Symptoms of anxiety in patients with chronic obstructive pulmonary disease (COPD) were common and significantly higher when identified by 3 screening questionnaires than the prevalence of anxiety as determined by the Diagnostic and Statistical Manual of Mental Disorders, 5th edition (DSM-V) criteria, according to study findings published in The Annals of the American Thoracic Society.

Researchers evaluated and compared test performance characteristics for the Generalized Anxiety Disorder (GAD-7), the Hospital Anxiety and Depression Scale—Anxiety subscale (HADS-A), and the Anxiety Inventory for Respiratory Disease (AIR) questionnaires and the DSM-V.

COPD is the third leading cause of death in the United States and a leading cause of disability, and individuals with COPD often suffer from comorbidities. The prevalence of anxiety in patients with COPD is estimated to be between 16% and 31%; however, because anxiety screening is not performed routinely, it may go undiagnosed and untreated. Anxiety constitutes a significant comorbidity in patients with COPD as it can lead to impaired quality of life, functional limitations, and poor outcomes. Determining an accurate method for diagnosing this comorbidity is therefore a priority.

Anna M. Baker, PhD, of the Division of Pulmonary and Critical Care Medicine at Johns Hopkins University School of Medicine in Baltimore, Maryland, and colleagues tested the performance characteristics of the GAD-7, HADS-A, and AIR in individuals with COPD recruited at 16 centers. These tests were evaluated and compared using the Mini International Neuropsychiatric Interview (MINI) version 7.0 as the gold standard.


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Trained research coordinators administered the MINI interview and questionnaires at an in-person visit and then re-administered them by telephone 2 to 4 weeks later. The investigators computed a composite score for the presence of any DSM-V anxiety disorder based on the MINI and compared the results in individuals testing positive on self-report measures.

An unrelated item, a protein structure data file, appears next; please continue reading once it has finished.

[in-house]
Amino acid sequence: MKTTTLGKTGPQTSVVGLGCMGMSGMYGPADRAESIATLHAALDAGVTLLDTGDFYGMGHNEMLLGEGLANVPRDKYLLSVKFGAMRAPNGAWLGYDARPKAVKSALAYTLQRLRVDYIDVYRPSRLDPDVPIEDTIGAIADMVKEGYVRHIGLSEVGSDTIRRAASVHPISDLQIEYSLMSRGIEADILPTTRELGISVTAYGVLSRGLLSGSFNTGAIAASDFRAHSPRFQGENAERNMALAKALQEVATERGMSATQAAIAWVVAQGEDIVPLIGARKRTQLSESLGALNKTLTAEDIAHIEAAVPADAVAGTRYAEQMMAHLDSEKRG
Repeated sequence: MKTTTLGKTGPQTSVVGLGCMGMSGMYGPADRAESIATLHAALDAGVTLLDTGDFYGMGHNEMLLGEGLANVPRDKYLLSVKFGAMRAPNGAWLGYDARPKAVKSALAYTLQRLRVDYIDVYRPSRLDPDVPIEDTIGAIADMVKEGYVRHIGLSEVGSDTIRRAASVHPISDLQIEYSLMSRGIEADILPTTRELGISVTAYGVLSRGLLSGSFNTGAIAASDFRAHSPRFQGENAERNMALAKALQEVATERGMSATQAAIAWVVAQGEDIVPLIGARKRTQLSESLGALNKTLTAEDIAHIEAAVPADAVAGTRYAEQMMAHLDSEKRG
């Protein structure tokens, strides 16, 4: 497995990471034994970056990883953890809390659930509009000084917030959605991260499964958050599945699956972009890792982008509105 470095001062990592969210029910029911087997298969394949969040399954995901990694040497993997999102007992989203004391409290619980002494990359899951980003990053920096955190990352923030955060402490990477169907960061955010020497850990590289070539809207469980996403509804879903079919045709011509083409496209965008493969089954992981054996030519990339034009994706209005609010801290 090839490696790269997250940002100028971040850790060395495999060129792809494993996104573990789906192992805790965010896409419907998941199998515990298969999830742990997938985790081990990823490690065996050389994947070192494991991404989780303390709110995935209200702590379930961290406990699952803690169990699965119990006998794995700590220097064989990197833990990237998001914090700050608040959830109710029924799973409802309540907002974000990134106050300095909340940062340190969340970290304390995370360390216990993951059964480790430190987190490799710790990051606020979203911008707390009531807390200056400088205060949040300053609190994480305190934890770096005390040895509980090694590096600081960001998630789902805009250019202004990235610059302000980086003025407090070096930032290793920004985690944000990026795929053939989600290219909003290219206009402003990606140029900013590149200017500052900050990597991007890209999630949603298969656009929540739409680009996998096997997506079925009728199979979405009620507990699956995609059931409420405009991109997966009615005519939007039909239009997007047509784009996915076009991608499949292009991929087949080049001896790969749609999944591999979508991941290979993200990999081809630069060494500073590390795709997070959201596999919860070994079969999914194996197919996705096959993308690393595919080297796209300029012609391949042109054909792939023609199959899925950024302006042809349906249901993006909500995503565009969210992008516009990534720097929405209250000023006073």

The investigators enrolled 220 individuals with COPD, and 219 completed the study. The investigators identified 11% of these patients as having a DSM-V anxiety disorder based on the results of the MINI. In contrast, the results of the 3 questionnaires found a 38% prevalence of elevated anxiety symptoms based on the AIR, 30% based on the GAD-7, and 20% based on the HADS-A questionnaires. Sensitivity was not significantly different between the 3 questionnaires, ranging from 63% for the HADS-A, 66% for the AIR, and 77% for the GAD-7, but the HADS-A had the highest specificity at 85%. This was significantly higher than the GAD-7 (77%; P <.001) and the AIR (65%, P <.001). GAD-7 specificity was also higher than the AIR (P <.001).

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The researchers called for regular screening of patients with COPD using well-validated instruments for anxiety so that treatment can be initiated as early as possible.

Disclosures: Dr Hanania has received grant support from Boehringer Ingelheim, Mylan, Sunovion, AstraZeneca, GlaxoSmithKline, Roche, Cheisi, and has served on advisory boards for Boehringer Ingelehim, Mylan, Sunovion, AstraZeneca, Roche, and Novartis. Dr Gerald has received grant support from Merck, Sharp, and Dohme. Dr Kaminksy has received consulting fees from Acorda, TEVA, Spiration, and AstraZeneca as well as honorarium from MGC Diagnostics and grant support from United Therapeutics.

Reference

Baker AM, Holbrook JT, Yohannes AM, et al. Test performance characteristics of the AIR, GAD-7 and HADS-Anxiety screening questionnaires for anxiety in chronic obstructive pulmonary disease [published online July 9, 2018]. Ann Am Thorac Soc. doi:10.1513/AnnalsATS.201708-631OC